Walking Rocks?

Query: When I was in Death Valley earlier this year, I saw some enormous 750-pound rocks that appear to travel across the desert on their own. I remembered your article about rock tortoises, and wondered if that’s what these rocks could be?

Corn of Plenty (Part 4 of 4): A Field Guide by Dr. Midas Welby

Corns of the Air: Air-corns utilize their horns for jousting, playing tic-tac-toe, and spearing food in mid-flight. Air-corns often lurk undetected in trees, wood piles, and rain gutters. When bored, they use their horns to ring the doorbells of unsuspecting humans. When the door begins to open, the air-corn flies away.


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Going On Hiatus

December 6, 2014: I am loving college, but I have to admit, I’m overwhelmed.

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Pine Cone Feeders

A Present For Imaginaries: When winter comes, I get concerned about providing extra shelter from the elements for Imaginaries. Recently, I read about people who build wildlife brush shelters out of branches and plants in their yards, and thought this was a great idea.

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Axehandle hound, also known as Canis consumens.

Range: Originally believed to be found only in Minnesota and Wisconsin, substantial evidence exists that the range of the axehandle hound may extend from Maine to Oregon, and into northern Canada.

Physical Description: In the 19th century, axehandle hounds were described exclusively as a breed of long-bodied and short-legged canines similar to dachshunds, with axe-shaped heads. However, distinguishing characteristics of the axehandle hound have more recently been noticed in domesticated dogs – specifically, terriers, boxers, and newfoundlands – which may be the result of feral axehandle hounds interbreeding with domesticated pets.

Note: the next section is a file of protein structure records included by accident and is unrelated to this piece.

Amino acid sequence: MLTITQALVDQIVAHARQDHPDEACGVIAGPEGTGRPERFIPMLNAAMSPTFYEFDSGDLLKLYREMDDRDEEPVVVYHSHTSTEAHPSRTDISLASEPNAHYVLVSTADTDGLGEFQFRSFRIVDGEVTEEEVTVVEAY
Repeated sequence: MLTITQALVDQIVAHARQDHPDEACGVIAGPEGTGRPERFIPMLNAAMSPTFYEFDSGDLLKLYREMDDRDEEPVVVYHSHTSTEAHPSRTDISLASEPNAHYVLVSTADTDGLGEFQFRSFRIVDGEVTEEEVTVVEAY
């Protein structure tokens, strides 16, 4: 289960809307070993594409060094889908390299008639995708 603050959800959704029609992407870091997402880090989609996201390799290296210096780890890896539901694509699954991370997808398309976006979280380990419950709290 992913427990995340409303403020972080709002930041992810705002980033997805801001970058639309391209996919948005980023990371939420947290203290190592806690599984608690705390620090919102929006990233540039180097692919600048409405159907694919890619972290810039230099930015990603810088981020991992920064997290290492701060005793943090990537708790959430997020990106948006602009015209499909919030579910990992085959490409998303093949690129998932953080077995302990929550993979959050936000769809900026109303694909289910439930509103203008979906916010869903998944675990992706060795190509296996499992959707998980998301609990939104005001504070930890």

Characteristics: A largely nocturnal creature, axehandle hounds feed almost exclusively on the handles of axes, or if axehandles are not available, upon the types of wood from which axehandles are made. This trait makes it an unpopular animal around logging operations and woodshops. Only when it is at risk of starving will an axehandle hound eat anything other than wood.

Co-endangered species: Canada lynx.

Recent sightings: The presence of feral axehandle hounds is most often deduced when axehandles go missing, but the hound itself is rarely seen in the wild. However, in recent years, an increasing number of axehandle-eating domesticated dogs have been reported.

What to do: Axehandle hounds are not known to be aggressive, but like any wild creature, they should never be threatened, or backed into a corner. If you see an axehandle hound in the wild, please let us know here at Iranigami where you saw it, and store your axes in a safe place.


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